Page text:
EVERETT — Dozens of hopefuls want a shot at reworking the Snohomish County Charter, the document that functions much like a local constitution.
Sixty-one contenders are competing for 15 spots on the Charter Review Commission. Names on the Nov. 3 ballot run the gamut from seasoned current and former elected officials, to perennial candidates whom voters have turned down election after election. Voters can choose from Democratic and Republican activists, as well community pillars with long histories of civic engagement, often beyond the realm of politics.
“For me, the biggest thing is people who are thoughtful and willing to listen,” said Renee Radcliff Sinclair, a former Republican state lawmaker who was elected to the commission a decade ago. “Everybody comes with preconceived thoughts and ideas. The willingness to compromise your position to get part of what you’re looking for, those kinds of things are always good.”
Sinclair, who is now president of Washington’s TVW network, isn’t running this time.
The Charter Review Commission convenes every 10 years. Voters select three nonpartisan commissioners from each of the five County Council districts.
Commissioners have wide latitude to suggest changes to the structure of county government laid out in 1979. That can include getting rid of certain elected offices or tinkering with department structures.
Over a series of meetings and hearings, elected commissioners will brainstorm changes to offer up on the November 2016 ballot.
In 2006, voters approved five of six proposals from the commission. Changes included giving county leaders the option of doing two-year budgets, which they have not implemented, and changing the way salaries for elected leaders are determined.
One of the biggest upheavals from the charter review process occurred in the 1990s, when voters agreed to eliminate partisan political labels for the county sheriff, auditor, assessor, treasurer and clerk.
There’s been talk of revisiting the partisan status of the county executive’s job and County Council seats. That’s bound to go over better with Republicans, who hold only one of the five County Council seats, than with Democrats, who appear to have benefited more from the party label.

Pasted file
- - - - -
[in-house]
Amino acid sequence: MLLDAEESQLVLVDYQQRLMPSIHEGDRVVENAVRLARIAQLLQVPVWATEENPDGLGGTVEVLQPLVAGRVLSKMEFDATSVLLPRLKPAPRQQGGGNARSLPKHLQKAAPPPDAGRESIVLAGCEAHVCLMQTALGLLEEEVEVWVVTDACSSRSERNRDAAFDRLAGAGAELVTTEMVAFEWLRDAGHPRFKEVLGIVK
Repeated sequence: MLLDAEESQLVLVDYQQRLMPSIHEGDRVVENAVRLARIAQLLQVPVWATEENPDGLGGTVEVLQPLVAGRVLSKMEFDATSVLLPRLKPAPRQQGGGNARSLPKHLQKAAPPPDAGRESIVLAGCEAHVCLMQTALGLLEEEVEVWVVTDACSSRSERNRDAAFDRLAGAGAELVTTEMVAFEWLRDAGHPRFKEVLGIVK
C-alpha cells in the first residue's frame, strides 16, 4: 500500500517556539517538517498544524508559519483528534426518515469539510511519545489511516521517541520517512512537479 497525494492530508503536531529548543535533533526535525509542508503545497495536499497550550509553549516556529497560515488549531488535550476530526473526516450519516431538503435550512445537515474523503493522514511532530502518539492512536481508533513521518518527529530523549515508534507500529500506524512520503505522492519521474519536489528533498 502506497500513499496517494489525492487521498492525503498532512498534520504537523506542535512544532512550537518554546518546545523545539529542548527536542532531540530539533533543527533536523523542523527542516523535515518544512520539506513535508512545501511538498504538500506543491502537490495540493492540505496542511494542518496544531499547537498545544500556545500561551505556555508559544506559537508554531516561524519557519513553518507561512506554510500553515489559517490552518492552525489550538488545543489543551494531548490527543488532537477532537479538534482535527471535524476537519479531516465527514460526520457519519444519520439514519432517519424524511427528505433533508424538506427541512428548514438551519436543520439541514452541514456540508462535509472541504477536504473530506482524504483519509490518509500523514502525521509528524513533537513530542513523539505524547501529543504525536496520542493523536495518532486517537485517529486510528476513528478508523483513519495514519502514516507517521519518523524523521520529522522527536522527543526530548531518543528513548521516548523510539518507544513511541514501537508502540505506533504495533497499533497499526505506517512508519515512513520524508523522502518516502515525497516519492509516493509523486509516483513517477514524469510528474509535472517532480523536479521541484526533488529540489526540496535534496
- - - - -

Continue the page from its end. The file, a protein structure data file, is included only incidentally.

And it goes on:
Discussion in previous years has touched on expanding the County Council to seven members from the current five, but that never moved forward.
In this year’s contest, the smallest number of contenders — five — is competing for District 1, representing north Snohomish County. The most — 17 — are competing in District 2, which covers Everett, Mukilteo, Tulalip and nearby unincorporated areas.
Three current candidates were elected as charter review commissioners a decade ago: Kristin Kelly, from Futurewise and the Pilchuck Audubon Society; Mike Cooper, a former Edmonds mayor, Democratic county councilman and state lawmaker; and Wendy Valentine, who has a background in nursing and agriculture plus an endorsement from local Democrats.
Elected officials now in the mix include: Mukilteo Mayor Jennifer Gregerson; state Sen. Marko Liias, D-Lynnwood; Monroe City Councilman Kurt Goering; and Cross Valley Water Commissioner Chris Kuehn.
There are several candidates who are former elected officials. Lisa Utter and Jim Smith served on the Lynnwood City Council. John Koster is a former county ombudsman, three-term Republican county councilman and state House member. Bob Terwilliger, a Democrat, is the former county auditor and also was appointed as the county’s superior court administrator.
Jeff Sax served one term as a Republican county councilman. Doug Roulstone, a Republican, briefly filled in as a 44th District House member last year.
Brian McMahan is an assistant Mukilteo fire chief, a past commissioner for Fire District 1 and a Democratic Party precinct committee officer.
Several candidates have run unsuccessfully in recent contests.